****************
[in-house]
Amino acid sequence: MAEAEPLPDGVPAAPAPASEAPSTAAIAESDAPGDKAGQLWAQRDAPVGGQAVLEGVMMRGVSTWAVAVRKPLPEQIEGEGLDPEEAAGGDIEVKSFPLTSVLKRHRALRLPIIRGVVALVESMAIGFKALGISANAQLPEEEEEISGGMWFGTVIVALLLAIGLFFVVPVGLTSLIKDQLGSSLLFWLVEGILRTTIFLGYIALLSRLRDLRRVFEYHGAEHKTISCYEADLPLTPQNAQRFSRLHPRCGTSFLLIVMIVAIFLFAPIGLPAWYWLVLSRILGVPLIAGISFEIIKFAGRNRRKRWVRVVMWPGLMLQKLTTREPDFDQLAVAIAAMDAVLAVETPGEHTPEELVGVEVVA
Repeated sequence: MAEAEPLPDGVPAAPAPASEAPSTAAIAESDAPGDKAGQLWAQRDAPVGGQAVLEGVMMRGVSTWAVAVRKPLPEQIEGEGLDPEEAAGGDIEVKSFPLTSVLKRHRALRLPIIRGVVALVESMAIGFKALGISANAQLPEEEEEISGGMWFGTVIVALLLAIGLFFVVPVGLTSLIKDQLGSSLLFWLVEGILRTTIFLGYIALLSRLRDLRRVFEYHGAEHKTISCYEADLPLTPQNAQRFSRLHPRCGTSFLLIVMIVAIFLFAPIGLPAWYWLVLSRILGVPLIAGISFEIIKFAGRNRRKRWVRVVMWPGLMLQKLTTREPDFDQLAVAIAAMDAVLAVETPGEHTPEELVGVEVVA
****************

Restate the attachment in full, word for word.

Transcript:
[in-house]
Amino acid sequence: MAEAEPLPDGVPAAPAPASEAPSTAAIAESDAPGDKAGQLWAQRDAPVGGQAVLEGVMMRGVSTWAVAVRKPLPEQIEGEGLDPEEAAGGDIEVKSFPLTSVLKRHRALRLPIIRGVVALVESMAIGFKALGISANAQLPEEEEEISGGMWFGTVIVALLLAIGLFFVVPVGLTSLIKDQLGSSLLFWLVEGILRTTIFLGYIALLSRLRDLRRVFEYHGAEHKTISCYEADLPLTPQNAQRFSRLHPRCGTSFLLIVMIVAIFLFAPIGLPAWYWLVLSRILGVPLIAGISFEIIKFAGRNRRKRWVRVVMWPGLMLQKLTTREPDFDQLAVAIAAMDAVLAVETPGEHTPEELVGVEVVA
Repeated sequence: MAEAEPLPDGVPAAPAPASEAPSTAAIAESDAPGDKAGQLWAQRDAPVGGQAVLEGVMMRGVSTWAVAVRKPLPEQIEGEGLDPEEAAGGDIEVKSFPLTSVLKRHRALRLPIIRGVVALVESMAIGFKALGISANAQLPEEEEEISGGMWFGTVIVALLLAIGLFFVVPVGLTSLIKDQLGSSLLFWLVEGILRTTIFLGYIALLSRLRDLRRVFEYHGAEHKTISCYEADLPLTPQNAQRFSRLHPRCGTSFLLIVMIVAIFLFAPIGLPAWYWLVLSRILGVPLIAGISFEIIKFAGRNRRKRWVRVVMWPGLMLQKLTTREPDFDQLAVAIAAMDAVLAVETPGEHTPEELVGVEVVA